“This is a new form of political working arrangement. The two partners – the Welsh Government and the Plaid Cymru Senedd Group – will work together to jointly develop and oversee the delivery of the policies covered by the agreement over the coming three years.”

First Minister Mark Drakeford said: “The Welsh Government has an ambitious Programme for Government, which it will deliver over this Senedd term. But we do not have a monopoly on good ideas, and we will work with progressive parties where we have shared and common interests to benefit people in Wales.

“This Co-operation Agreement brings the Welsh Government and Plaid Cymru together to respond to some of the most pressing issues facing Wales today, such as climate change and the energy and cost-of-living crisis.

“We can achieve more for people in Wales by working together, and the Co-operation Agreement is both a response to the external challenges we face and a chance to build on the opportunities in our future. It will also help us secure a stable Senedd over the next three years, capable of delivering radical change and reform.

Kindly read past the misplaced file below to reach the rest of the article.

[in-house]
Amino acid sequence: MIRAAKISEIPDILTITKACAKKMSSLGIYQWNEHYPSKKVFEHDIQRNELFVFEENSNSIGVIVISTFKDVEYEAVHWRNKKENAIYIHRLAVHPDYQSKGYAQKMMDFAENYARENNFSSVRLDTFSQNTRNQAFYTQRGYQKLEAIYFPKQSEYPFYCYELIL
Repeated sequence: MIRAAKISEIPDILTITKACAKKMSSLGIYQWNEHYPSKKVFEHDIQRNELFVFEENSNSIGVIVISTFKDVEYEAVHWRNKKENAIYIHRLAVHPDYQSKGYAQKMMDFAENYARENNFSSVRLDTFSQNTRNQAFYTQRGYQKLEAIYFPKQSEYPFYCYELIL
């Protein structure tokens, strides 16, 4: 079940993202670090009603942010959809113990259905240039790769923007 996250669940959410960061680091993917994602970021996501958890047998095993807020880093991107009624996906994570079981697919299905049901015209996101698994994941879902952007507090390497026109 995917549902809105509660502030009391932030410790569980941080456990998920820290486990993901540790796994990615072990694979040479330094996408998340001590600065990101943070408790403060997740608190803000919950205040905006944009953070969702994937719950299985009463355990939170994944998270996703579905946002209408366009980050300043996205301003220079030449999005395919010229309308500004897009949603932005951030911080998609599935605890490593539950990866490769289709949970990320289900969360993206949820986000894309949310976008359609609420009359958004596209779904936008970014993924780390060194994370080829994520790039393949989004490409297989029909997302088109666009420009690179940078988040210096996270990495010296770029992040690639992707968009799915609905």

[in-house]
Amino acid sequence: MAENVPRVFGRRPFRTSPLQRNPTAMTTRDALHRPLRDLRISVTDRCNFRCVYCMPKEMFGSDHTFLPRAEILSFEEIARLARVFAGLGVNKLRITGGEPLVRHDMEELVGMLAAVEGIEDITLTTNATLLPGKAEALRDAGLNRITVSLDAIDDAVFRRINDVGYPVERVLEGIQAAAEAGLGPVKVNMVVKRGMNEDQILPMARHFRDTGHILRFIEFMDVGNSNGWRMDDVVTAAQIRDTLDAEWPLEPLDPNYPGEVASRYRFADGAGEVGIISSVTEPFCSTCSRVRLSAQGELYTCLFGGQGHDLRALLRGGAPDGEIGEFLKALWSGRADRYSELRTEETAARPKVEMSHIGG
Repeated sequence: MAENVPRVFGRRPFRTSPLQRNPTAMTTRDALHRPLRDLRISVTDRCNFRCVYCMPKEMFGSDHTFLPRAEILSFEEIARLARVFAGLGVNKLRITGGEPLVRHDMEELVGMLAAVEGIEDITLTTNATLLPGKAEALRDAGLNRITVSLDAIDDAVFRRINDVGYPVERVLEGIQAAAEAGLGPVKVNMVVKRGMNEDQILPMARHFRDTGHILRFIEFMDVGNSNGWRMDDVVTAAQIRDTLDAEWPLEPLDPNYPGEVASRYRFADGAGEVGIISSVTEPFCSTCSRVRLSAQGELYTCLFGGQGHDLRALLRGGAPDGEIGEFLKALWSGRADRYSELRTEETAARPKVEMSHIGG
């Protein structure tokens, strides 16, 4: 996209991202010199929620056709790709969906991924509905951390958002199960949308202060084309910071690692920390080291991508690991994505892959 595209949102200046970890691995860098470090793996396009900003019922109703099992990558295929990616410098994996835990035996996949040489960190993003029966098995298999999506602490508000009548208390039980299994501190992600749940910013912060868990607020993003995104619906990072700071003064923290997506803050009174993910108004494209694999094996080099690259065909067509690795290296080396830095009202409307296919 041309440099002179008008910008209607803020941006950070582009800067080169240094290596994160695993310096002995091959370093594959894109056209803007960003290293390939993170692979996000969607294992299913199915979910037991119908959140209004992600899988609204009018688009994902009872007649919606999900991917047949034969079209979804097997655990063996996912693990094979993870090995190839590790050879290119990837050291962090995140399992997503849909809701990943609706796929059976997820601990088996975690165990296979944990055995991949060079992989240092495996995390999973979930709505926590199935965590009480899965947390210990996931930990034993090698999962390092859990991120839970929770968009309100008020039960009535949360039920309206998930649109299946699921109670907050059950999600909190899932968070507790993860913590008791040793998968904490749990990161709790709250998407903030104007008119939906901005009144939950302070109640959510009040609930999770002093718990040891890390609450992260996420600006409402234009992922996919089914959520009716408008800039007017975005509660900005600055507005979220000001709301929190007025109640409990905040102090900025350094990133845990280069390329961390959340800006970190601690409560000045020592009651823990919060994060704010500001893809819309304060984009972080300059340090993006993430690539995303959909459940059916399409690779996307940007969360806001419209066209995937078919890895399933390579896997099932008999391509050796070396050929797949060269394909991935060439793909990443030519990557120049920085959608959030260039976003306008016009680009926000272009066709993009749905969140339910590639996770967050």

“These commitments build on our shared values of social solidarity, a sustainable planet and a vibrant democracy.”

Adam Price, Leader of Plaid Cymru, said: “Almost a quarter of a century ago, people in Wales voted for self-government for Wales, with a promise of a new type of politics.

“They placed their trust in a new democracy with an instruction to work differently – inclusively and co-operatively.

“The challenges we face require real ambition to deliver radical ideas. The fallout from leaving the European Union, the legacy of the pandemic, and the UK Government’s determination to erode the Senedd’s powers all increase the need for transformational change.

“Taken together, the bold policy pledges will unite Wales and benefit every generation, from all primary school pupils receiving free school meals to a national care service, free at the point of need.

“I am pleased this pioneering Co-operation Agreement is founded on common ground on a range of issues that will make a long-lasting difference to people’s lives.”